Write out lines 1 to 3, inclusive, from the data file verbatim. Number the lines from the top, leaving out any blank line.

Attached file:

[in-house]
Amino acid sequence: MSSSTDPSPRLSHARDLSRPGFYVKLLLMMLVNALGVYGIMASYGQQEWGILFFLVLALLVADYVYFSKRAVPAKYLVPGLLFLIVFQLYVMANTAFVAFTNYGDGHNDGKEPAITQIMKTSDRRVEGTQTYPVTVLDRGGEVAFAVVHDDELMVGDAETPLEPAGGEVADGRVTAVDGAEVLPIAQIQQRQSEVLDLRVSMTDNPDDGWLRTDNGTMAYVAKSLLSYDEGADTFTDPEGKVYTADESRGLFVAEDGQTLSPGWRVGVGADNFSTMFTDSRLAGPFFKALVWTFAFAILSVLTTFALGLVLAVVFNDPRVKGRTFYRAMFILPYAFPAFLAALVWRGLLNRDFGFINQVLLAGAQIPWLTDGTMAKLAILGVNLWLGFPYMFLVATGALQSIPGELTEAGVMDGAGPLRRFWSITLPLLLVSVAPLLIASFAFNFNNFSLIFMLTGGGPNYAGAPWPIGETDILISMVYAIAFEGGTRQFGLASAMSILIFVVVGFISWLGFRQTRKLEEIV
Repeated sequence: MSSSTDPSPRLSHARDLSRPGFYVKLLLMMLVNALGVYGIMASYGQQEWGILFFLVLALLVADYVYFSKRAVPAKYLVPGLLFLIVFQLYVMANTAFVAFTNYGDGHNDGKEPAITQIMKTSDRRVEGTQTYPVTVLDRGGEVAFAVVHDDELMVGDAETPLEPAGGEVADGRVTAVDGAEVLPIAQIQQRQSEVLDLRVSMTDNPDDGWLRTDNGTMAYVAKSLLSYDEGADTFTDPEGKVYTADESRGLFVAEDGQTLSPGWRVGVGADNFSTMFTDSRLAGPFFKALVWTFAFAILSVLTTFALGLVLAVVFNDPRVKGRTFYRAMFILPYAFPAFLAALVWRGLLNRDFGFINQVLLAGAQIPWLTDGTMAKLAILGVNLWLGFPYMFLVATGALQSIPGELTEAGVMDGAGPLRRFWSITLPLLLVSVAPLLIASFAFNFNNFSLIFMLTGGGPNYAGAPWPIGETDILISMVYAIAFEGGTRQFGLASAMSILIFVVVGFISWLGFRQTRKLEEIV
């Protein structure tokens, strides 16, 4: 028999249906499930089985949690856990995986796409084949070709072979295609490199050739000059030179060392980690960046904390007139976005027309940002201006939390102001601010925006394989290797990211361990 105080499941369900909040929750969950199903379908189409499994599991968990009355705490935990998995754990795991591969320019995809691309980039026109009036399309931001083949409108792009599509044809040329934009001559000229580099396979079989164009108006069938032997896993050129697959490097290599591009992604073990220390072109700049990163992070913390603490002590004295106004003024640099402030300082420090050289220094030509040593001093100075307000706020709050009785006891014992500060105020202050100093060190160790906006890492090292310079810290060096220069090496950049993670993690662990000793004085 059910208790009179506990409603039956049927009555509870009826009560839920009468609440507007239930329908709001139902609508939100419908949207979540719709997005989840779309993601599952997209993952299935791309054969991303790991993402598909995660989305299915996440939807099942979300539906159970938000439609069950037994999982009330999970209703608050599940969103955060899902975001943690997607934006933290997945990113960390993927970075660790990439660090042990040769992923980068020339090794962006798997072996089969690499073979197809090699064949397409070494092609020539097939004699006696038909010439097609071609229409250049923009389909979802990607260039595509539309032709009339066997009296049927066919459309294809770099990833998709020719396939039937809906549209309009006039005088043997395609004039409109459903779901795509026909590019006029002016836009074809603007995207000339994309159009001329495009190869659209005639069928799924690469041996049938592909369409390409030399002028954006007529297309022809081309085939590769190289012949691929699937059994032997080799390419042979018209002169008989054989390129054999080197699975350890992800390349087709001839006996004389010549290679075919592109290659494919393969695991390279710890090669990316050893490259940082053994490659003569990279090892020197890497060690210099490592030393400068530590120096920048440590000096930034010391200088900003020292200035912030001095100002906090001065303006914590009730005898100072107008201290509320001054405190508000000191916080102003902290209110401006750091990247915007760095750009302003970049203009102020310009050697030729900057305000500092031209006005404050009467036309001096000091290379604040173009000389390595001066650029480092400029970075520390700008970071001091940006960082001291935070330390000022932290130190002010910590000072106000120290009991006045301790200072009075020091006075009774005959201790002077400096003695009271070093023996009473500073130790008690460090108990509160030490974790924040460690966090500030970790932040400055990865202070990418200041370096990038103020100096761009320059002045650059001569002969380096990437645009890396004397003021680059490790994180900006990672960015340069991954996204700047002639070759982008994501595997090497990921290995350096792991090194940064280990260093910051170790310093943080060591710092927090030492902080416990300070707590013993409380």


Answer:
[in-house]
Amino acid sequence: MSSSTDPSPRLSHARDLSRPGFYVKLLLMMLVNALGVYGIMASYGQQEWGILFFLVLALLVADYVYFSKRAVPAKYLVPGLLFLIVFQLYVMANTAFVAFTNYGDGHNDGKEPAITQIMKTSDRRVEGTQTYPVTVLDRGGEVAFAVVHDDELMVGDAETPLEPAGGEVADGRVTAVDGAEVLPIAQIQQRQSEVLDLRVSMTDNPDDGWLRTDNGTMAYVAKSLLSYDEGADTFTDPEGKVYTADESRGLFVAEDGQTLSPGWRVGVGADNFSTMFTDSRLAGPFFKALVWTFAFAILSVLTTFALGLVLAVVFNDPRVKGRTFYRAMFILPYAFPAFLAALVWRGLLNRDFGFINQVLLAGAQIPWLTDGTMAKLAILGVNLWLGFPYMFLVATGALQSIPGELTEAGVMDGAGPLRRFWSITLPLLLVSVAPLLIASFAFNFNNFSLIFMLTGGGPNYAGAPWPIGETDILISMVYAIAFEGGTRQFGLASAMSILIFVVVGFISWLGFRQTRKLEEIV
Repeated sequence: MSSSTDPSPRLSHARDLSRPGFYVKLLLMMLVNALGVYGIMASYGQQEWGILFFLVLALLVADYVYFSKRAVPAKYLVPGLLFLIVFQLYVMANTAFVAFTNYGDGHNDGKEPAITQIMKTSDRRVEGTQTYPVTVLDRGGEVAFAVVHDDELMVGDAETPLEPAGGEVADGRVTAVDGAEVLPIAQIQQRQSEVLDLRVSMTDNPDDGWLRTDNGTMAYVAKSLLSYDEGADTFTDPEGKVYTADESRGLFVAEDGQTLSPGWRVGVGADNFSTMFTDSRLAGPFFKALVWTFAFAILSVLTTFALGLVLAVVFNDPRVKGRTFYRAMFILPYAFPAFLAALVWRGLLNRDFGFINQVLLAGAQIPWLTDGTMAKLAILGVNLWLGFPYMFLVATGALQSIPGELTEAGVMDGAGPLRRFWSITLPLLLVSVAPLLIASFAFNFNNFSLIFMLTGGGPNYAGAPWPIGETDILISMVYAIAFEGGTRQFGLASAMSILIFVVVGFISWLGFRQTRKLEEIV